1-Beyond was showcasing a fully automated tracking camera that uses face recognition and motion to lock on to a presenter and pan/tilt/zoom as necessary to keep them in the frame. Gets a little complicated when multiple presenters are in the mix, but the robot seems fairly smart and has a pre-defined fail-safe mode to jump to a wide shot when it gets confused.  They also had an interesting product that allows you to stream all of your feeds live and let the viewer select which stream they want to watch.   It was a fine demo, but not really practical in most scenarios.

MediaPlatform was the only vendor in our typical webcast “platform” space who was present at the conference, largely due to their focus on PrimeTime as a media management play.  Little to no fanfare for Webcaster or any live solutions, although we will have a follow-up meeting to discuss their ability to integrate PrimeTime videos in to SharePoint and Yammer.

IMG_7058The portable hardware switcher space was pretty crowded and I saw showings from DataVideo, Sony, and BlackMagic.   Sony’s AnyCast Touch was by far the sleekest looking, and included the ability to remote control Sony robotic cameras.   DataVideo had a very strong option in their HL-2000 model.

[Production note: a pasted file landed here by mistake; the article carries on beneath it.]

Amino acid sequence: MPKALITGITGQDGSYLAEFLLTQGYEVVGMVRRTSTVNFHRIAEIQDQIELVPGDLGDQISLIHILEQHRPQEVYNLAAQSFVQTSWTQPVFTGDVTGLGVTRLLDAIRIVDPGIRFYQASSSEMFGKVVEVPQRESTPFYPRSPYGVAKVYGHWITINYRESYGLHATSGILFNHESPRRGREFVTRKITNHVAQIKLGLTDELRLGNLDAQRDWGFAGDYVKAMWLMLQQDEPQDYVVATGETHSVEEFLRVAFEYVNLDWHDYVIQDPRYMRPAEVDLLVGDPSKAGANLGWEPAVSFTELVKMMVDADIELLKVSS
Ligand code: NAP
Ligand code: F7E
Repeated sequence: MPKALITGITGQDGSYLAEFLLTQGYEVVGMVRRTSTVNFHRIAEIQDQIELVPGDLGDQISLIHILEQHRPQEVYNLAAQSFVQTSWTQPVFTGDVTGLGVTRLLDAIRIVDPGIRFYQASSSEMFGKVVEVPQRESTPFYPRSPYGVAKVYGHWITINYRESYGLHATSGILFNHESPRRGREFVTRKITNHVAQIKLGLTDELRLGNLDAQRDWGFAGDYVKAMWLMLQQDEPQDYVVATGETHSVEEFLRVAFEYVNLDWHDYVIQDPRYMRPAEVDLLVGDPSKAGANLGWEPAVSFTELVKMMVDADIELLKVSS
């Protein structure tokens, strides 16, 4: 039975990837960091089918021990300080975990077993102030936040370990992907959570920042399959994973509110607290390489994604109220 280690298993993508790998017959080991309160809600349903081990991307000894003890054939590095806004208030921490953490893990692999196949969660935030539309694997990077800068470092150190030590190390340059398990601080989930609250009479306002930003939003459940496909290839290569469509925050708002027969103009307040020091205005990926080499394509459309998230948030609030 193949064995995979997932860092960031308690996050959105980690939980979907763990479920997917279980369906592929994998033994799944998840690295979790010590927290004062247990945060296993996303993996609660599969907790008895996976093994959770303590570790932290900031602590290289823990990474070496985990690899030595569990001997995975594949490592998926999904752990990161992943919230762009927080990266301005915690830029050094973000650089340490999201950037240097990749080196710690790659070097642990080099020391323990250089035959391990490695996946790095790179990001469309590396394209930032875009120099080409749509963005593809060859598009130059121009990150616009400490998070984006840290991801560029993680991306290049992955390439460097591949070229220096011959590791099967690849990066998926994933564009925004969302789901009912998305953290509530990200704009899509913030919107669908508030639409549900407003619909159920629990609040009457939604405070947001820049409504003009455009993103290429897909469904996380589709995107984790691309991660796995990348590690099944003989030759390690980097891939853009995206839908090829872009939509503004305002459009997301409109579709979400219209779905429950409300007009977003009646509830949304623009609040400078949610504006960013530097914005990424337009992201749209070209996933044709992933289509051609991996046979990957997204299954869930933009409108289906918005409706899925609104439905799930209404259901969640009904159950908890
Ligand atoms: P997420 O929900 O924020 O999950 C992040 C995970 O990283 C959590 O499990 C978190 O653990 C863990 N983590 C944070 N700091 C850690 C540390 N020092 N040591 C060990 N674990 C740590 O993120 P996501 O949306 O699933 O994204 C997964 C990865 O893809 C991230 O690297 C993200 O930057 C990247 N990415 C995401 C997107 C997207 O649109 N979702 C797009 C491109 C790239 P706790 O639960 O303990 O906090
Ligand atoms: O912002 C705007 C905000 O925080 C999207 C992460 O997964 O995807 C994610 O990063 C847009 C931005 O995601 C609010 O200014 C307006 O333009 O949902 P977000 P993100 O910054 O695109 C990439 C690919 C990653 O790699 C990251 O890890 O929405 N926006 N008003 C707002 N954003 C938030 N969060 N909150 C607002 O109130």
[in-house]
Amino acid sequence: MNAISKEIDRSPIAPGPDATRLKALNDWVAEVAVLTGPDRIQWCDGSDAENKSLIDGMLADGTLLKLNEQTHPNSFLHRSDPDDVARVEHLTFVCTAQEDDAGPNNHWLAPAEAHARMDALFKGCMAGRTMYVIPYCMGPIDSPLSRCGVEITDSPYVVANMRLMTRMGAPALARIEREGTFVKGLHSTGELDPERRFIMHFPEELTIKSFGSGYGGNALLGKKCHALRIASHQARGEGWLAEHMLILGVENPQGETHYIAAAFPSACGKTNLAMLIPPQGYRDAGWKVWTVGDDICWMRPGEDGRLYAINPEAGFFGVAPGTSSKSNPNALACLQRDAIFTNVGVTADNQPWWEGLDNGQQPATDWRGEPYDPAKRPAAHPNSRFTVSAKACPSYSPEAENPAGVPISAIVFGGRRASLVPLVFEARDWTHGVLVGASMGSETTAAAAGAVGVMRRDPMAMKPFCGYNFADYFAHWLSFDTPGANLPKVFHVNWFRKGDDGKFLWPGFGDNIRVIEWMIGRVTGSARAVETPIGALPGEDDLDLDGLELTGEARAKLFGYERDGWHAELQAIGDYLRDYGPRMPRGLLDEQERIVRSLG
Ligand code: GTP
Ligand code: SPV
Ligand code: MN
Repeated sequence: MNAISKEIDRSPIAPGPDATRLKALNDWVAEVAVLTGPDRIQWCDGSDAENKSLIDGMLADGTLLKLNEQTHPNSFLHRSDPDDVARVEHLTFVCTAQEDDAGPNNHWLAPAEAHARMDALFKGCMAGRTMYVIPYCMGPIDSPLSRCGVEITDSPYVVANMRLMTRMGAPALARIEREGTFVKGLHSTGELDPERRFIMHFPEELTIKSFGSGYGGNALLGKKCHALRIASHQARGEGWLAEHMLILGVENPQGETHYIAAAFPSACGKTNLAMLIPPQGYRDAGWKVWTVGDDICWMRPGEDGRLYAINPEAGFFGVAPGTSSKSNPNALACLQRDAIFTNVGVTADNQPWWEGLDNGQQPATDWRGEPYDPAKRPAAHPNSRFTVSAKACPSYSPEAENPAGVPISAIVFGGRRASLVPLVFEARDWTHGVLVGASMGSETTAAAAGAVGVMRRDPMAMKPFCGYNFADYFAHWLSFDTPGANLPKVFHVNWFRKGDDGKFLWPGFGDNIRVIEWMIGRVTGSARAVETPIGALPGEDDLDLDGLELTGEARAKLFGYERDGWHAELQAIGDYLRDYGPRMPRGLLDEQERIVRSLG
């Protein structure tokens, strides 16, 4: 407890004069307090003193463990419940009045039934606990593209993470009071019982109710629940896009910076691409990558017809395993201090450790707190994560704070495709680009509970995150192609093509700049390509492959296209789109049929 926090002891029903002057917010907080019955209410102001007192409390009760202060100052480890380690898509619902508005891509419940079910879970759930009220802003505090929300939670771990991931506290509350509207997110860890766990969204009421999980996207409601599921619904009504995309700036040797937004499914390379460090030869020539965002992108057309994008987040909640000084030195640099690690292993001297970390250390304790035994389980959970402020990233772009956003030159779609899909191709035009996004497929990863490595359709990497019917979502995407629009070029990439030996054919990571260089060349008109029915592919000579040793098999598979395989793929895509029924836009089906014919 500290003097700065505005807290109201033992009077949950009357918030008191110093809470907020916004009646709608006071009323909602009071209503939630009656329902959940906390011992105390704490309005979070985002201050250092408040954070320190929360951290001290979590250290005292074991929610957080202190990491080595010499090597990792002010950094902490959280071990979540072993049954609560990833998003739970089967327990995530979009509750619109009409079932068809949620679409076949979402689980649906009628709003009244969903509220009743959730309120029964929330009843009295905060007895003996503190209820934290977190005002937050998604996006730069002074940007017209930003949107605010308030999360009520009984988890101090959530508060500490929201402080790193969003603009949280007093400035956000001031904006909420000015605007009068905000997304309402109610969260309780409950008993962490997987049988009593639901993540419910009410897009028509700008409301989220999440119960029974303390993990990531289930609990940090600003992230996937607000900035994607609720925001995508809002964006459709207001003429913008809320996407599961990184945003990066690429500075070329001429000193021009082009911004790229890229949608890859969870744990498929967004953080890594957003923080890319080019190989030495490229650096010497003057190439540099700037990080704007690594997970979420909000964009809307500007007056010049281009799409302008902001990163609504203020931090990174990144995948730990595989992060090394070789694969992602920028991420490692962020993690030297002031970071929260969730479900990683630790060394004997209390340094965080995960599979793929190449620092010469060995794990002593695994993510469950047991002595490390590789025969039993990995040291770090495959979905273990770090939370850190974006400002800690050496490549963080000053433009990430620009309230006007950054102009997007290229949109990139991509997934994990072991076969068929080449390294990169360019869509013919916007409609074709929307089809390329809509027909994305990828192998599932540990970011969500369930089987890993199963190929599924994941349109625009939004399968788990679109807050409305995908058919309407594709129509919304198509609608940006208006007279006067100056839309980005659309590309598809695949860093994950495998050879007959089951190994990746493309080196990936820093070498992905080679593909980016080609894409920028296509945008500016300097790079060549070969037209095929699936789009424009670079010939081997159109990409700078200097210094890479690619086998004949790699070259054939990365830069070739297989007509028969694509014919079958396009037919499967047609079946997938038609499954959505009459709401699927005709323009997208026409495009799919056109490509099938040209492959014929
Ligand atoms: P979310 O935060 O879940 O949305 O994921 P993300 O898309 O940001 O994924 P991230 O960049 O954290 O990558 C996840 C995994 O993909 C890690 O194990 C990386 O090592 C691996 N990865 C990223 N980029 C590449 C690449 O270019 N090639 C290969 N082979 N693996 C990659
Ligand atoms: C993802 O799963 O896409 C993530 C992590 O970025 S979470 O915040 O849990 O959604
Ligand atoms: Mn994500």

SkypeTX also had a presence with a couple vendors, the most popular being NewTek’s TalkShow device.  As we’ve seen, it’s a great way to pull remote guests in to a live show, and is likely going to be a hot-seller amongst the in-studio production folks.

Wowza had a solid presence and unveiled their Wowza Cloud product, which removes the need to manage the server layer.  It is all pay-as-you-go, with a simple setup process that will spin up your servers, configure Wowza, and connect to Akamai for delivery.  There are a number of options on the player side, from a simple web page containing a player, to an embeddable player, to using your own player.   It is a really nice step forward for a great platform.

35,000 Steps Later

After a long day roaming the convention center, and with my decision to wear fancy business shoes having long been deemed a mistake, it was time to call it a day.  Overall it was a great experience, and I found some shiny needles in the haystack that hopefully will help fuel our services over the coming years.  I could go on for a couple more pages about adventures in Vegas once I flipped in to vacation mode, but you know the saying…